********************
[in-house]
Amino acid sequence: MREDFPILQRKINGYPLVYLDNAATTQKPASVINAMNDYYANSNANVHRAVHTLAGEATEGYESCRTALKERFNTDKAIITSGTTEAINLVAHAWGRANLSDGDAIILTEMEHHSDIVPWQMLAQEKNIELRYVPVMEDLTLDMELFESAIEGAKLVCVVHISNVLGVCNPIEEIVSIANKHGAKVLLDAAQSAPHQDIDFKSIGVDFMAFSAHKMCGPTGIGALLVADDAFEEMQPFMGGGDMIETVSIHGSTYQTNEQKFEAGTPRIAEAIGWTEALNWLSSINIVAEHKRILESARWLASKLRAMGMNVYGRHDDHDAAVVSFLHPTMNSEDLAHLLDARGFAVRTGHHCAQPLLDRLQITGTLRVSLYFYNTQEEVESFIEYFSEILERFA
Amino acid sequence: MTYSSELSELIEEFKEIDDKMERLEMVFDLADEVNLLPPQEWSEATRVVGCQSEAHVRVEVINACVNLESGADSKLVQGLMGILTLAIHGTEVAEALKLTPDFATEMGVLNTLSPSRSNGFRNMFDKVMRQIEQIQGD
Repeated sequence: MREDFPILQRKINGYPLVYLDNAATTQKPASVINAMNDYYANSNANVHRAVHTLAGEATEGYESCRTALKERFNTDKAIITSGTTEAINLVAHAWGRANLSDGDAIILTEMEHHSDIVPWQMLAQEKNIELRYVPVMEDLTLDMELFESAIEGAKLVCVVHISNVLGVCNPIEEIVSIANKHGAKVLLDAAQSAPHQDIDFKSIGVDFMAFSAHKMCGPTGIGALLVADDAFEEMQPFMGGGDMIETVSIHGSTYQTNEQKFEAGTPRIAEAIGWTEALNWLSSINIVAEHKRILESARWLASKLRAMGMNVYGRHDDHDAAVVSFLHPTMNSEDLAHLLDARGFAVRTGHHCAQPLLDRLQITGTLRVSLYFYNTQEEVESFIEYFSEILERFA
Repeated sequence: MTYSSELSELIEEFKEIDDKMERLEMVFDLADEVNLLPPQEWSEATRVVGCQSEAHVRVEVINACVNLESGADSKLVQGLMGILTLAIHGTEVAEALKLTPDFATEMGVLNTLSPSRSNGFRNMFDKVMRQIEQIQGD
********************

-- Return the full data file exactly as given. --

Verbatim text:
[in-house]
Amino acid sequence: MREDFPILQRKINGYPLVYLDNAATTQKPASVINAMNDYYANSNANVHRAVHTLAGEATEGYESCRTALKERFNTDKAIITSGTTEAINLVAHAWGRANLSDGDAIILTEMEHHSDIVPWQMLAQEKNIELRYVPVMEDLTLDMELFESAIEGAKLVCVVHISNVLGVCNPIEEIVSIANKHGAKVLLDAAQSAPHQDIDFKSIGVDFMAFSAHKMCGPTGIGALLVADDAFEEMQPFMGGGDMIETVSIHGSTYQTNEQKFEAGTPRIAEAIGWTEALNWLSSINIVAEHKRILESARWLASKLRAMGMNVYGRHDDHDAAVVSFLHPTMNSEDLAHLLDARGFAVRTGHHCAQPLLDRLQITGTLRVSLYFYNTQEEVESFIEYFSEILERFA
Amino acid sequence: MTYSSELSELIEEFKEIDDKMERLEMVFDLADEVNLLPPQEWSEATRVVGCQSEAHVRVEVINACVNLESGADSKLVQGLMGILTLAIHGTEVAEALKLTPDFATEMGVLNTLSPSRSNGFRNMFDKVMRQIEQIQGD
Repeated sequence: MREDFPILQRKINGYPLVYLDNAATTQKPASVINAMNDYYANSNANVHRAVHTLAGEATEGYESCRTALKERFNTDKAIITSGTTEAINLVAHAWGRANLSDGDAIILTEMEHHSDIVPWQMLAQEKNIELRYVPVMEDLTLDMELFESAIEGAKLVCVVHISNVLGVCNPIEEIVSIANKHGAKVLLDAAQSAPHQDIDFKSIGVDFMAFSAHKMCGPTGIGALLVADDAFEEMQPFMGGGDMIETVSIHGSTYQTNEQKFEAGTPRIAEAIGWTEALNWLSSINIVAEHKRILESARWLASKLRAMGMNVYGRHDDHDAAVVSFLHPTMNSEDLAHLLDARGFAVRTGHHCAQPLLDRLQITGTLRVSLYFYNTQEEVESFIEYFSEILERFA
Repeated sequence: MTYSSELSELIEEFKEIDDKMERLEMVFDLADEVNLLPPQEWSEATRVVGCQSEAHVRVEVINACVNLESGADSKLVQGLMGILTLAIHGTEVAEALKLTPDFATEMGVLNTLSPSRSNGFRNMFDKVMRQIEQIQGD